Knowledge about the Competition Authority among the Aruban people is essential.
Minister Geoffrey Wever indicated that the Department of Economic Affairs, Commerce, and Industry did a lot of preparatory work to implement the Aruba Fair Trade Authority (AFTA).
In 2012, the Ministry of Economic Affairs, Social Affairs, and Culture commissioned SEO Economic Research (Amsterdam) to conduct research on competition in Aruba and answer how effective competition oversight can be shaped. SEO Economic Research released a report in 2013, "Towards effective competition in Aruba" with their findings and advice. At the time, the research focused on the Aruban market structures and the Aruban economy, and the administrative and legal context. Competition supervision experiences in other countries, particularly in the Caribbean region (Barbados and Jamaica), were included in the study.
Competition in three markets/sectors of interest in Aruba were analyzed:
- the wholesale and retail food trade (mini markets, supermarkets, wholesalers, and groceries);
- 2) the markets for banking products;
- the containerized liner route between Aruba, Curaçao, Bonaire, and Miami.
At the time, the investigation stumbled upon a cartel deal between several supermarkets. Another distortion was caused by maximum prices for a select group of products. There was a high degree of concentration in the market for banking products, which is of concern from a competition law perspective. The interest rate spread in Aruba (the difference between interest paid and received) - a significant indicator of the social efficiency of the market for banking products - was among the highest in the Caribbean. In the ocean container shipping market, the ABC route from Miami was the principal scheduled service serving Aruba. There was a concentrated market on that route with the largest shipping company shipping more than half of the containers from Miami.
In addition to investigating competition in the three markets, the researchers at the time estimated the potential benefits of competition policy for Aruba based on key figures. International studies show that the benefits of competition policy exceed the costs and that these benefits accrue to consumers to a significant degree. These studies estimate the welfare gains (in terms of Gross Domestic Product (GDP)) attributable to competition policy. A translation of these estimates to the Aruban economy results in structurally higher welfare in Aruba (higher GDP) of between Afl. 5 to 96 million per year.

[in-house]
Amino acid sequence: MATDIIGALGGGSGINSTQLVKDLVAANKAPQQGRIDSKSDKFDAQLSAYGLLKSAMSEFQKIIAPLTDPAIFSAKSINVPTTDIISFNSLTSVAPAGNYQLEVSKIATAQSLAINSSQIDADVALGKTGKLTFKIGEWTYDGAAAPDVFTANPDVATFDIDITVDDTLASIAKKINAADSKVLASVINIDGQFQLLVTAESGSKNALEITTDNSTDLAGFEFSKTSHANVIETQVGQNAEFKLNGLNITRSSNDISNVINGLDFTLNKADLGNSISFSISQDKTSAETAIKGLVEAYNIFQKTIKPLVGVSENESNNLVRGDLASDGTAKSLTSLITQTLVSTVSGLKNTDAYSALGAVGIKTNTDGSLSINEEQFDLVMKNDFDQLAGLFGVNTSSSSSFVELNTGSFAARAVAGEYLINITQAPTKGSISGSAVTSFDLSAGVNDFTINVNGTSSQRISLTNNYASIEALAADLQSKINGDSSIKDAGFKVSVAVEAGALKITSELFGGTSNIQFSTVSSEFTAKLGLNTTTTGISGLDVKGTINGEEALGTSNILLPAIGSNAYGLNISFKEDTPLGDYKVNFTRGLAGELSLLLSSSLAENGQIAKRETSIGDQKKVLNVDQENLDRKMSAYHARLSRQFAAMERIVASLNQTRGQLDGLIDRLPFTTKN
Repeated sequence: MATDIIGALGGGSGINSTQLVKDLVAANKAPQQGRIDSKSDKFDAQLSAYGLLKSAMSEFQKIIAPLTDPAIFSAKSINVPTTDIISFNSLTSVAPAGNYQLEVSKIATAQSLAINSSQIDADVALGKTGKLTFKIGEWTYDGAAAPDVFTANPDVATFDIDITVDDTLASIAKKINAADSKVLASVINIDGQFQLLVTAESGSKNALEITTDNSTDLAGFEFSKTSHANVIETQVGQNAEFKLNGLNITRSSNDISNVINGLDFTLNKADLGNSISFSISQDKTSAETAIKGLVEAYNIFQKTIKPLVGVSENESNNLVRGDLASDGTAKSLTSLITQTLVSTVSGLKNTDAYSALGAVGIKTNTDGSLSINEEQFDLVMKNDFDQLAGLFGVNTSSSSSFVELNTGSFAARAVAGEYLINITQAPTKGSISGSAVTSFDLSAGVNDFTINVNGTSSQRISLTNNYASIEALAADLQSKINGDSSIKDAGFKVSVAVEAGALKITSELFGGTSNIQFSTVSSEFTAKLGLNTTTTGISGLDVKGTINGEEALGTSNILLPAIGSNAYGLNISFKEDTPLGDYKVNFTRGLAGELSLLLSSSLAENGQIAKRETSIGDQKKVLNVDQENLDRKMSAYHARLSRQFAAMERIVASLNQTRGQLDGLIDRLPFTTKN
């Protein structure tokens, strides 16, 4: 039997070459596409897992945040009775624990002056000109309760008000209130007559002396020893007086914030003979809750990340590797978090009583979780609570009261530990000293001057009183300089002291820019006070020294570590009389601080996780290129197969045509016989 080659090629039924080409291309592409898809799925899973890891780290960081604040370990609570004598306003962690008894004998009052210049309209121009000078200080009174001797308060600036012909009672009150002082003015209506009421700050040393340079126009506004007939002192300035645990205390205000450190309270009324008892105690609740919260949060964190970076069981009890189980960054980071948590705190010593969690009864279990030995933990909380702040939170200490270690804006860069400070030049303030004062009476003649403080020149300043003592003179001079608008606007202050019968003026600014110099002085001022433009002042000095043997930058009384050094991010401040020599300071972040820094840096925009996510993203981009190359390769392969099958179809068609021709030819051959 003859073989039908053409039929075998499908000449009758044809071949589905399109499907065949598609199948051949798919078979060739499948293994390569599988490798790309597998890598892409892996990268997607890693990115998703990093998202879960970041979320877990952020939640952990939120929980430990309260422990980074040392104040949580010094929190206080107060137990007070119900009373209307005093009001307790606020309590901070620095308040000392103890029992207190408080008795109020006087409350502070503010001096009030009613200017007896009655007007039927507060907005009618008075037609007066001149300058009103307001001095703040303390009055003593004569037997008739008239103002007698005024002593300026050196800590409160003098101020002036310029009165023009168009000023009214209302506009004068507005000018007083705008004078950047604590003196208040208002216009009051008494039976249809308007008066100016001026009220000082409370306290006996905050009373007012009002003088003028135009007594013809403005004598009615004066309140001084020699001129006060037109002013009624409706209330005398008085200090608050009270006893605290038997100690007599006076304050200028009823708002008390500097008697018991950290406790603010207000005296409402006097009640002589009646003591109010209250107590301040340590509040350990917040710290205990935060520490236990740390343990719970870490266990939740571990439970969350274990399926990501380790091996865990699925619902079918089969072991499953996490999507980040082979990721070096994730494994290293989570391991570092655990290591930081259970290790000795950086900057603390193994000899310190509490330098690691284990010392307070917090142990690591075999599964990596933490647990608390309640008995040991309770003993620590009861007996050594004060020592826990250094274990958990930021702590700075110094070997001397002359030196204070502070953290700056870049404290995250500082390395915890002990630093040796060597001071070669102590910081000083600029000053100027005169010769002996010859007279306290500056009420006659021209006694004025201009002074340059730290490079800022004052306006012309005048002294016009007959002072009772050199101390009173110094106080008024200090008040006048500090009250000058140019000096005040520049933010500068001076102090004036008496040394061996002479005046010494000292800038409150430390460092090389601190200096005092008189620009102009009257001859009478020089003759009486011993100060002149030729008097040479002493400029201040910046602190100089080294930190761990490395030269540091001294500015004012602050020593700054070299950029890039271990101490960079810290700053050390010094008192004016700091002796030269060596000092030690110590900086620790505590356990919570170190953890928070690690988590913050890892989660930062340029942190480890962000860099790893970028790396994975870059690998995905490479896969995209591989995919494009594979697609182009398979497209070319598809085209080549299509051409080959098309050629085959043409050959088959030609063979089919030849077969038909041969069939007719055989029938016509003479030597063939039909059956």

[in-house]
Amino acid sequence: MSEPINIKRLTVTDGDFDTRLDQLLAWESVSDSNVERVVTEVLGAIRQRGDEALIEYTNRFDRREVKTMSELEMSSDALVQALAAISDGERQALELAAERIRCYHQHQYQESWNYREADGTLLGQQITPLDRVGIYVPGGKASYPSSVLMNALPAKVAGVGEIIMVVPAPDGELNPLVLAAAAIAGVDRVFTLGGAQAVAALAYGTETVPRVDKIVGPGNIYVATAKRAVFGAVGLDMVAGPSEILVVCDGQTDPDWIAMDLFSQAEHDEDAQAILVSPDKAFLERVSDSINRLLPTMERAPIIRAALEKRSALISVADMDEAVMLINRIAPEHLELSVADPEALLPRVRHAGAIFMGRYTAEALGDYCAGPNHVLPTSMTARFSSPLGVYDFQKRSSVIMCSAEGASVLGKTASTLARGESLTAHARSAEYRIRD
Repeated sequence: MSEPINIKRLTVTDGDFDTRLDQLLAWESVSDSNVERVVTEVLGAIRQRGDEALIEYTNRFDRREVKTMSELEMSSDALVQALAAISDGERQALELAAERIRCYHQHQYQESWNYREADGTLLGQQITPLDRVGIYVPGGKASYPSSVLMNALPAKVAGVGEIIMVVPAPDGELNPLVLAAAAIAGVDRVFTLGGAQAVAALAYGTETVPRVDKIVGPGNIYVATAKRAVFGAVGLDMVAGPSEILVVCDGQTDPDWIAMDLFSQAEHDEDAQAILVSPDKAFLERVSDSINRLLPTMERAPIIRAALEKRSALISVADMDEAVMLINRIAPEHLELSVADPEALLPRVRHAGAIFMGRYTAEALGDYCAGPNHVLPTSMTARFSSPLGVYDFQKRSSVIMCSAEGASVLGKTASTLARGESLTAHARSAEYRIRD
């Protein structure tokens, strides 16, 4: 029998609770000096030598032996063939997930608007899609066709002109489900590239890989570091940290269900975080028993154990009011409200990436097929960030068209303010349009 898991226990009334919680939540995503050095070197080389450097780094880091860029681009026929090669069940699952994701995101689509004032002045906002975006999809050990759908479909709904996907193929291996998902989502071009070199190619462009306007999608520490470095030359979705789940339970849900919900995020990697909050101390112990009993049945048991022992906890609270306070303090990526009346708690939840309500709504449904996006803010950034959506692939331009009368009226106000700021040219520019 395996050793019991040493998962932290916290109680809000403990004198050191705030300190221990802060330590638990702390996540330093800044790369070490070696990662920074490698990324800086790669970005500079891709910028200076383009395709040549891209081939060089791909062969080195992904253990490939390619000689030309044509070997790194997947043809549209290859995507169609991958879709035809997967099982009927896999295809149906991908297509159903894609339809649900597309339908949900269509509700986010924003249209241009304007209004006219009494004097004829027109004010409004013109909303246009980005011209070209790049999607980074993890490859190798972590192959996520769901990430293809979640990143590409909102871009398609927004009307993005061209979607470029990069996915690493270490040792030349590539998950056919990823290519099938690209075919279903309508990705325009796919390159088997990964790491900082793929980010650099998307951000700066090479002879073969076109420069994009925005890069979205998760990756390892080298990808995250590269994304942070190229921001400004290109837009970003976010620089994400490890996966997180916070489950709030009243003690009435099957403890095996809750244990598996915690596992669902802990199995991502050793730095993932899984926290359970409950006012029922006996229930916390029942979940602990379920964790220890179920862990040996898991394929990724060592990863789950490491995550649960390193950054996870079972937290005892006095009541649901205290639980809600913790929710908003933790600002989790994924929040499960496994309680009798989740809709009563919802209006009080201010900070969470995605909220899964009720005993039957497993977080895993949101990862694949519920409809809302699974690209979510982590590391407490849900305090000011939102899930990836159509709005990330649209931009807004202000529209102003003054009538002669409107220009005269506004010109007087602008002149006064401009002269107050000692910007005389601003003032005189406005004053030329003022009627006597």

Competition policy aims to monitor and promote effective competition. Effective competition leads to quality products and services at market-based prices and efficiency. Competition supervision prevents companies from behaving unfairly towards their competitors and their customers. It is the government's job to protect consumers from game-playing, to establish "rules of the game" for competition that entrepreneurs and businesses must abide by, and enforce those rules through effective competition oversight. The competition law stipulates the ground rules for the competition. SEO has therefore advised that the competition authority should also supervise consumer rights in Aruba.
Competition law is generally based on four pillars:
- Prohibition of abuse of an economic dominant position;
- the cartel prohibition prohibits anti-competitive agreements between the conduct of companies;
- merger control aimed at preventing mergers that eliminate competition;
- an 'advocacy' role of the competition authority, whereby the competition authority advises solicited and unsolicited on the effects on competition of existing and proposed government policies.
Finally, the Competition Authority also has a role in educating and informing the public and the business community about its duties and the rights and obligations of consumers and businesses facing competition on the island of Aruba. The Aruban competition rules, as contained in the Competition Ordinance, contain both (i) substantive competition law (prohibitions and/or obligations for market players) and (ii) formal aspects such as the structure of the organization and its tasks and powers, the method of enforcement (supervision and investigation) and legal protection (adversarial, objection, appeal, and appeal).
Minister Geoffrey Wever: "As the Aruban community has been able to follow in the media, the proposal for the Aruba Fair Trade Authority is part of the economic reforms of the Land Package for which a project for the implementation of the Aruba Fair Trade Authority has been prepared. Information on what the Aruba Fair Trade Authority will mean in practice for Aruba is important".